and painfully direct at times, but always full of effort. All teams defended with desire but at this level, the defending needs to become better to allow teams to win the ball back in advantageous areas of the field.
Attacking needs patience at the right moments to allow teams to unbalance the opponents and keep possession to draw the opposition into bad positions. A team that plays a little different style like Santa Barbara always poses a problem in college soccer.
In the early '90s Santa Clara presented problems to college teams with their direct style and pressuring defense. They certainly had talent in players like Jeff Baicher, Paul Bravo, Paul Holocher -- all of whom went on to play in MLS. But it was their different style that really presented problems. Santa Barbara also had talent in forward Drew McAthy, midfielder Tony Lochhead and goalkeeper Dan Kennedy, but it was their style that presented the biggest challenge.
In college soccer, teams do not have the maturity, experience and patience to break down a team that plays differently than they are used to seeing -- especially a team that plays direct and with great tenacity on defense.
I remember speaking to Paul Breitner, the great German player of the '70s and '80s. I told him I had a talented offensive midfielder at UCLA. I might have used the word great -- which was a little much. He asked me how old he was. When I answered 19, he shrugged and said you cannot be a great attacking midfielder until you are at least 25 or 26. He felt it took that long to really understand how to orchestrate an attack and lead the initial line of defense. He was more right than wrong.
During the first half of the final, Santa Barbara settled the ball and tried to connect through midfield more than usual. Maybe it was a reaction to the constant bashing they had gotten about how they play. They had patches of joy, but not as much as in the second half. After halftime they were what I had seen before: a team that was direct and pounded away, a team that was relentless in keeping the pressure on the opponent. Indiana hung in there but eventually conceded the tying goal.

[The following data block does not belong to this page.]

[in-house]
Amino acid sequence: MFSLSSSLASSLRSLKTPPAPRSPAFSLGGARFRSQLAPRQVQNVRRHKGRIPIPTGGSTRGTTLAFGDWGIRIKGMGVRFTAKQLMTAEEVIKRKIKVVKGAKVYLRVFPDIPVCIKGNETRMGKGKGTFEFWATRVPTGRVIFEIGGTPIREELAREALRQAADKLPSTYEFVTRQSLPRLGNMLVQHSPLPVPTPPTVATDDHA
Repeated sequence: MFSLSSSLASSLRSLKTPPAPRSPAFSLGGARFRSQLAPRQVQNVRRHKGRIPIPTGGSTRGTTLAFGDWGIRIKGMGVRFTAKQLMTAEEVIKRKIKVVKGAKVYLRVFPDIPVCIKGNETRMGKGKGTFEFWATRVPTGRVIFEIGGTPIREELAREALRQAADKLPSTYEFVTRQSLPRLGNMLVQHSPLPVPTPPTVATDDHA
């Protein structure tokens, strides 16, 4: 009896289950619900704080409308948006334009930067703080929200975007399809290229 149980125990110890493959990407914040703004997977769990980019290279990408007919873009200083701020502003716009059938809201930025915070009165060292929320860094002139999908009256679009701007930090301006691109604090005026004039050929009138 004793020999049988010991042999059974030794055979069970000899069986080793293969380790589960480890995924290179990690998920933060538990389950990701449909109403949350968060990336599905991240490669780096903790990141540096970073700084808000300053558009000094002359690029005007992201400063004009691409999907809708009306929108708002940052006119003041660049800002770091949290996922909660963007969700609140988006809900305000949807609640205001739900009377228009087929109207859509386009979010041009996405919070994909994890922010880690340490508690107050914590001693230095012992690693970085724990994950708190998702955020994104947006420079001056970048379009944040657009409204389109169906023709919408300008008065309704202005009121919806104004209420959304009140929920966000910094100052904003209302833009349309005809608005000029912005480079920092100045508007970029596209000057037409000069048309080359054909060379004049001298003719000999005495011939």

The way Santa Barbara played was different to other teams and my point is that collegiate players struggle trying to figure out a different style. As I said earlier, it stems from inexperience, which could be a result of not playing enough games throughout the year. It also comes from unfamiliarity, which could be the result of so many teams playing the same. Finally, it comes from a lack of patience, which could come from the open substitution system that allows players to come out when they struggle instead of finding a solution to the dilemma.
But having said all that, I want to congratulate Indiana on a fine season and another title to add to their many. I appreciate what UC Santa Barbara did this year and how far they have come as a program. I enjoyed the fans immensely and hope they get a chance to grace a College Cup again.
Sigi Schmid is one of the winningest coaches in MLS history, having led the Los Angeles Galaxy to four honors in his five-plus years at the helm, including the 2002 MLS Cup championship. Send comments to Sigi at firstname.lastname@example.org. Views and opinions expressed in this column views and opinions are the author's, and not necessarily those of Major League Soccer or MLSnet.com.